HOUSEHOLDERS and businesses in Ripley, Heanor and the surrounding villages are set to benefit from improved internet connections thanks to a multi-million pound government pledge.
A total of £7.3 million has been made available to improve broadband access across Derbyshire — with 468,971 premises in line to benefit.
Derbyshire County Council leaders have welcomed the announcement, which is part of a £530 million package to ensure 90% of homes and businesses nationwide have access to superfast broadband by 2015.
Four out of ten households in Derbyshire do not currently have access to broadband with a speed of 2Mbps – the government’s target broadband speed.
Kevin Parkinson, county council Cabinet member for Regeneration, said: “Bringing fast and reliable broadband to Derbyshire is one of our top priorities. We recognise the important role broadband plays in people’s everyday lives and the opportunities it brings for businesses to thrive.
“Vast areas of Derbyshire are among the country’s most rural and this is where broadband speeds tend to be at their slowest.
“I urge everyone across Derbyshire to take part in our broadband survey because the number of responses for each area will speed up our investment decisions.”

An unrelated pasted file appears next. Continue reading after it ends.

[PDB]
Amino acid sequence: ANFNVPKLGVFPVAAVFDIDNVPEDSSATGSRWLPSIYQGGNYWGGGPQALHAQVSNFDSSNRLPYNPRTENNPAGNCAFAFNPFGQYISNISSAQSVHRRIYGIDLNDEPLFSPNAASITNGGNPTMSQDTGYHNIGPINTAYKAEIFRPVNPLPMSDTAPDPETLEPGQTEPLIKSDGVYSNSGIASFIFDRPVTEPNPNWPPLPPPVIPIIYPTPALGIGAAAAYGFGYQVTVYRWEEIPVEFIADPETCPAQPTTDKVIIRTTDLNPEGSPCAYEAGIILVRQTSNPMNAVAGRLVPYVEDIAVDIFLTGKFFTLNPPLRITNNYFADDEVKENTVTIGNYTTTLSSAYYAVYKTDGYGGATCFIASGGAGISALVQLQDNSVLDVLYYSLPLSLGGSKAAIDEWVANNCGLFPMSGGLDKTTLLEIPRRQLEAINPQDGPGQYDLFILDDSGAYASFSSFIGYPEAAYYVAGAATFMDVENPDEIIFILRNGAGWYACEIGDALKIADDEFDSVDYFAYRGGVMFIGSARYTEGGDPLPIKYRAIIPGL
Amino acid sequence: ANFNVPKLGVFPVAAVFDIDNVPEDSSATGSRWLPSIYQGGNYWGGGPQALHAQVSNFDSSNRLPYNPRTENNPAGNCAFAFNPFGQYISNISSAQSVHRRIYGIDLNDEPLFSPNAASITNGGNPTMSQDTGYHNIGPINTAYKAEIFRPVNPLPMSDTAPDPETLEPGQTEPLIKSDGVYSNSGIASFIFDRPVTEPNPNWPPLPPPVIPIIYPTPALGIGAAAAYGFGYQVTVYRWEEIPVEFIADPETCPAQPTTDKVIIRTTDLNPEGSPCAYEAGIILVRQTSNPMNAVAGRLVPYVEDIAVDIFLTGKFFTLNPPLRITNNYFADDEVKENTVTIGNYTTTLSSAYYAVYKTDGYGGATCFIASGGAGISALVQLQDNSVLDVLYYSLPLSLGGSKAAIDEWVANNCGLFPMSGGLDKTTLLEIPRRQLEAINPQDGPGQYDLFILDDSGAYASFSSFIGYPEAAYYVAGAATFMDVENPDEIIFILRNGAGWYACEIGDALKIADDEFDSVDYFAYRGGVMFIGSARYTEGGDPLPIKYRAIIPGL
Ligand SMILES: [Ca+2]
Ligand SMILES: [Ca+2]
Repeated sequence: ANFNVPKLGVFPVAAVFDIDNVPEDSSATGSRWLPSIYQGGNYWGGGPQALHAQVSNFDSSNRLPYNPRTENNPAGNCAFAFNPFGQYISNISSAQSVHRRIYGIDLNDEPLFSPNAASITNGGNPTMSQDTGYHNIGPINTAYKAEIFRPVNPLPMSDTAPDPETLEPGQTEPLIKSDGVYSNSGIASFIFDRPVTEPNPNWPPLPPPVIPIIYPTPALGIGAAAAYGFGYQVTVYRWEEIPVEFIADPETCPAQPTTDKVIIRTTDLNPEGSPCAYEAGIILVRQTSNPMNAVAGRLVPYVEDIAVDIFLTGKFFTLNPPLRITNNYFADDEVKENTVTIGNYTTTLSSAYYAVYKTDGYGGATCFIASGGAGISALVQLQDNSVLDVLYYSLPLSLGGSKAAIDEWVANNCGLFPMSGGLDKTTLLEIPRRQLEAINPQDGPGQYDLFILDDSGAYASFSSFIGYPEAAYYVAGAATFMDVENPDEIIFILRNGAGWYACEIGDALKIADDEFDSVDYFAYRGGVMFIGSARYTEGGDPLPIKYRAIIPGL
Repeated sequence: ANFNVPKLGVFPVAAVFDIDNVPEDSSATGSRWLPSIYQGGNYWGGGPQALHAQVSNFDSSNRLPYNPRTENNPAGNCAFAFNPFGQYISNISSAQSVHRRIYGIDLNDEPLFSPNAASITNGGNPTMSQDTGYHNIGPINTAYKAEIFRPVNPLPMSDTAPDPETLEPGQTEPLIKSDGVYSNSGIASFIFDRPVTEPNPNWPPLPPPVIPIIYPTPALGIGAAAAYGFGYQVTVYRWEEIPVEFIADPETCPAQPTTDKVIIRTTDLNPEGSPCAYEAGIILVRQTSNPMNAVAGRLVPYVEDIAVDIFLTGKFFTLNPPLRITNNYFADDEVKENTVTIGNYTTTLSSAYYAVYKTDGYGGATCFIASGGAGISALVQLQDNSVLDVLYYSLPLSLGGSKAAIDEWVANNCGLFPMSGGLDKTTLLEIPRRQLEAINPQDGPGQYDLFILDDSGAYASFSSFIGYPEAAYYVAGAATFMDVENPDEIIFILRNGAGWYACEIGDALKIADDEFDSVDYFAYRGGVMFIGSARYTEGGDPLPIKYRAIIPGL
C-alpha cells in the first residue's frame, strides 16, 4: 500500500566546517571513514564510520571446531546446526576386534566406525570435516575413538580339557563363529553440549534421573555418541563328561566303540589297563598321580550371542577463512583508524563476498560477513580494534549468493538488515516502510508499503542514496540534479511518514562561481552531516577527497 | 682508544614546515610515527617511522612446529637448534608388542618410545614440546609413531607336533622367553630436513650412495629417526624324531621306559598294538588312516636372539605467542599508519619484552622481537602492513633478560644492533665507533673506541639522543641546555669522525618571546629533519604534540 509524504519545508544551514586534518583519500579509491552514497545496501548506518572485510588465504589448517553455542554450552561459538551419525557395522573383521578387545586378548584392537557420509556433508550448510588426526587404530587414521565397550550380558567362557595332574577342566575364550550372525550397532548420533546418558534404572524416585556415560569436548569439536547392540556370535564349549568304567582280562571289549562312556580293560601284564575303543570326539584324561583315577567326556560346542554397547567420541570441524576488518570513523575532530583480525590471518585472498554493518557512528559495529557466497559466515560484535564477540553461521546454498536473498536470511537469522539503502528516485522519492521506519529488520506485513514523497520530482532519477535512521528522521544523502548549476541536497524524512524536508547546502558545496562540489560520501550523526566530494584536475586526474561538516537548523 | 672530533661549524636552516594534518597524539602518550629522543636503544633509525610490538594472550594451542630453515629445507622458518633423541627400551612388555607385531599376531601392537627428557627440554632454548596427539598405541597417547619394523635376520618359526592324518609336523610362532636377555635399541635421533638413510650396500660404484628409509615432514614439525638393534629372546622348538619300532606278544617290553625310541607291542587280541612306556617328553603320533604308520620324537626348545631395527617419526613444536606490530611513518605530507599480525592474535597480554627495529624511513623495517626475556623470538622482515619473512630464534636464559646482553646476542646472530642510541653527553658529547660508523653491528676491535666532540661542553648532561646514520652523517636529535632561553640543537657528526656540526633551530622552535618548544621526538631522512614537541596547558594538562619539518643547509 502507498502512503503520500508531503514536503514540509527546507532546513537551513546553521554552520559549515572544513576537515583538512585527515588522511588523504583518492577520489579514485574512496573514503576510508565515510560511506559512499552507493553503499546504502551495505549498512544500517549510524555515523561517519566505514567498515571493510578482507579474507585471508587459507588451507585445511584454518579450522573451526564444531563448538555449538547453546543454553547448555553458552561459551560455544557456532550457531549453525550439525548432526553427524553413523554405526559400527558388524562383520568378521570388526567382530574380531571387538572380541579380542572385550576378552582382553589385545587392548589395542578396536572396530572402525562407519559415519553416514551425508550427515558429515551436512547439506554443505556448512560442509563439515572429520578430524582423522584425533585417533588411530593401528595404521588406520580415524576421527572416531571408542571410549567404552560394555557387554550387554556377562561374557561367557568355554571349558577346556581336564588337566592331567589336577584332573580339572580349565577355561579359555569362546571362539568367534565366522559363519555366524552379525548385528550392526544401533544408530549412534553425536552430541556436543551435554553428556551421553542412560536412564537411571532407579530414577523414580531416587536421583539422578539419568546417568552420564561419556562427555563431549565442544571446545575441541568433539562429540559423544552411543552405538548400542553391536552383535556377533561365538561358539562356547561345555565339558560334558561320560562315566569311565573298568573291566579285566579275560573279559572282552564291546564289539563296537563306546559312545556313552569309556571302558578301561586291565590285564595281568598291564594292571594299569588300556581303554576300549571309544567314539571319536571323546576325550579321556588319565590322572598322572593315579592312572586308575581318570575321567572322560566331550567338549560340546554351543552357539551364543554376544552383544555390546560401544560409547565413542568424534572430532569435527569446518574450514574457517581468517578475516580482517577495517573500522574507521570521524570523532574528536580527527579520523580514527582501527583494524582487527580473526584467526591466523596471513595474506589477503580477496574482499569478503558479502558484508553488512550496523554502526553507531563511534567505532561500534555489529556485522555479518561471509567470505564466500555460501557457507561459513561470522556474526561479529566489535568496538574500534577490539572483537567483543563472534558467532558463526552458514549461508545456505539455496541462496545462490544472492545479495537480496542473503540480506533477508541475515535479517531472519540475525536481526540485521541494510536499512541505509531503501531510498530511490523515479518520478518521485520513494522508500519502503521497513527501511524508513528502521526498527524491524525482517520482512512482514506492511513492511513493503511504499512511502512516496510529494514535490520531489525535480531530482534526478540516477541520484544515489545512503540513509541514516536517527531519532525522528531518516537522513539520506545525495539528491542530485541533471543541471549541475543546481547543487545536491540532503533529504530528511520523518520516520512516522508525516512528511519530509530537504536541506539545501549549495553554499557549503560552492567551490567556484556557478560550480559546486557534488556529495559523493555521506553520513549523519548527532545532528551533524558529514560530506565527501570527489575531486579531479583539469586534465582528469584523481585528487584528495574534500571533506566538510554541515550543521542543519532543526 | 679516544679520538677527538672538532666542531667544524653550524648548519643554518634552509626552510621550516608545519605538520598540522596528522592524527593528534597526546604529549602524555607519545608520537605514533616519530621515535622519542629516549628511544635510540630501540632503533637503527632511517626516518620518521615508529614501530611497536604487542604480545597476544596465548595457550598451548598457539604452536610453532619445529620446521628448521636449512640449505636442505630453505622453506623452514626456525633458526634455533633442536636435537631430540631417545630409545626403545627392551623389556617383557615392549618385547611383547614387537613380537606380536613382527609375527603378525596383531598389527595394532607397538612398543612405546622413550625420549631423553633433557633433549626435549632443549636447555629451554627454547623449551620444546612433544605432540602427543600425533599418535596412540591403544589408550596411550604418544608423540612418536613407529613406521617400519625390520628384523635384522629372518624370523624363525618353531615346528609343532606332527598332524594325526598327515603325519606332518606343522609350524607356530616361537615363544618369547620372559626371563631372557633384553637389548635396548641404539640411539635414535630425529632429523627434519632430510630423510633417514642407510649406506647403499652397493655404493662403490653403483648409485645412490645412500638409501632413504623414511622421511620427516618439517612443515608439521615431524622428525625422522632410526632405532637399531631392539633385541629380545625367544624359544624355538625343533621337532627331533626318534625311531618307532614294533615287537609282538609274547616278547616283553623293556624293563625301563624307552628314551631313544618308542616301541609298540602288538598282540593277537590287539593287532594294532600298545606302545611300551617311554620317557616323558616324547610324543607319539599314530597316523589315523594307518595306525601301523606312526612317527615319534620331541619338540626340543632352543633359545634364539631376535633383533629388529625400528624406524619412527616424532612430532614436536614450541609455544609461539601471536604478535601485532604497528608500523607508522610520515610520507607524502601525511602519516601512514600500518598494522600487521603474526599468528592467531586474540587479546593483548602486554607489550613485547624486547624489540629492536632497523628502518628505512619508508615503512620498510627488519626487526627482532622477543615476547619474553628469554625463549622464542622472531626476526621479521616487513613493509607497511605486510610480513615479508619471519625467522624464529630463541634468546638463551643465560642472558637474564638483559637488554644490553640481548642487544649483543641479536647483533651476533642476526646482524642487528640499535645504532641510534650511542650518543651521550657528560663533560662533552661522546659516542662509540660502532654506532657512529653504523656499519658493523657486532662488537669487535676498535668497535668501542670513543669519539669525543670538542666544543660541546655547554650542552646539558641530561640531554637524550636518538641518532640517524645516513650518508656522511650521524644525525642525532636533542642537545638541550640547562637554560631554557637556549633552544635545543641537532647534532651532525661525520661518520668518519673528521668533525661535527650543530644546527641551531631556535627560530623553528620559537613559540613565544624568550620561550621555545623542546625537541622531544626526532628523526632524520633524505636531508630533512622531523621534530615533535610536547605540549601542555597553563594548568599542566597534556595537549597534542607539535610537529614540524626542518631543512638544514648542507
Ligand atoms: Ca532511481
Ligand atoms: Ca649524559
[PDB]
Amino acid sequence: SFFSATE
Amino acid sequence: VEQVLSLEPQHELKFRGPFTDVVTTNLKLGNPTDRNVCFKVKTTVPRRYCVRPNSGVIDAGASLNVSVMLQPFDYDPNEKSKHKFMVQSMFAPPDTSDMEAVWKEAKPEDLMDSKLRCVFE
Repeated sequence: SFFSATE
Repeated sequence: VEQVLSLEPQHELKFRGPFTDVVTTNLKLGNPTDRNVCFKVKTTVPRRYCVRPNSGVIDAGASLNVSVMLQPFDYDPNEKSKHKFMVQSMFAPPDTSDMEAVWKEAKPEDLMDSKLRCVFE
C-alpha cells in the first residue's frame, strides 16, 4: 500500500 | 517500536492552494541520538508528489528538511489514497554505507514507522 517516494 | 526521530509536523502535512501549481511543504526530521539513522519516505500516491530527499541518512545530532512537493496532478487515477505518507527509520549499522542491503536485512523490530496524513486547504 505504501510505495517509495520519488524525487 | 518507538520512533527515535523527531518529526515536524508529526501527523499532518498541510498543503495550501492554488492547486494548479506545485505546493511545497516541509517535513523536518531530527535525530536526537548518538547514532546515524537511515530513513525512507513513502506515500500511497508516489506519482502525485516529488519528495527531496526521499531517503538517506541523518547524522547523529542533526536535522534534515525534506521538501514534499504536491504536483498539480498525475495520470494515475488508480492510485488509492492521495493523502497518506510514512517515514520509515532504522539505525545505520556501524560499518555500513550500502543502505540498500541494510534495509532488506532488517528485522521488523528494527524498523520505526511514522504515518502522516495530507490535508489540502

Access the survey at www.derbyshire.gov.uk/broadbandsurvey.
Alternatively, ring the county council’s contact centre on 08456 058 058 or 01629 533190 and fill the survey in over the phone.
Environment Secretary Caroline Spelman said: “Rural communities should never be overlooked when it comes to services that most of us take for granted. Decent internet access is vital.”
This week a spokesperson from BT commented: “BT is investing more than any other company to roll out super-fast broadband and we are keen to reach even more areas by working with the public sector.
“Open and equal access is essential if competition is to flourish and end users are to benefit from low prices. Local monopolies would benefit no-one.
“There needs to be a collective effort if super-fast broadband is to reach at least 90 per cent of the UK. BT is willing and able to play its part but local government and community groups will also need to get involved if rural areas are to benefit.”